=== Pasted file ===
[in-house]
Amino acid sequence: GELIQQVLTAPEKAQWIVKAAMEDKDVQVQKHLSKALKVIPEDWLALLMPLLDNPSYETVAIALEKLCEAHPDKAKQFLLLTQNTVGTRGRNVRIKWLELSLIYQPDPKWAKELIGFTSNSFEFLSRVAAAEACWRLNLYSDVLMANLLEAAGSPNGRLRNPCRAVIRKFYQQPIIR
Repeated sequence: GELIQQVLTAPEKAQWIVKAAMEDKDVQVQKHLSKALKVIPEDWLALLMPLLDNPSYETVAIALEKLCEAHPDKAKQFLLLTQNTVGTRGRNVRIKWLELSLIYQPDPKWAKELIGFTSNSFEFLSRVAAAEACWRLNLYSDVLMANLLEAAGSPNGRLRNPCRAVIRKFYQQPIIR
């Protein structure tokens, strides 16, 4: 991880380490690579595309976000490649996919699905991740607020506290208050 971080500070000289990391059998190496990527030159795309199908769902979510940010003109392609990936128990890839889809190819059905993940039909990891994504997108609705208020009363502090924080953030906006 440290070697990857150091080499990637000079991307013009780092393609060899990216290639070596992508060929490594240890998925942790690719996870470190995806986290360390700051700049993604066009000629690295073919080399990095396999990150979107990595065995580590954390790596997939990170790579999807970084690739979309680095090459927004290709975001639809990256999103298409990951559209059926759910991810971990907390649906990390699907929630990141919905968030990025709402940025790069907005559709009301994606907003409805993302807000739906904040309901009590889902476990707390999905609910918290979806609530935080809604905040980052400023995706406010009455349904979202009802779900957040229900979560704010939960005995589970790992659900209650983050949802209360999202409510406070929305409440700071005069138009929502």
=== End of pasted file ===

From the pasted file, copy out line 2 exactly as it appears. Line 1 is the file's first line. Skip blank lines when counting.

Amino acid sequence: GELIQQVLTAPEKAQWIVKAAMEDKDVQVQKHLSKALKVIPEDWLALLMPLLDNPSYETVAIALEKLCEAHPDKAKQFLLLTQNTVGTRGRNVRIKWLELSLIYQPDPKWAKELIGFTSNSFEFLSRVAAAEACWRLNLYSDVLMANLLEAAGSPNGRLRNPCRAVIRKFYQQPIIR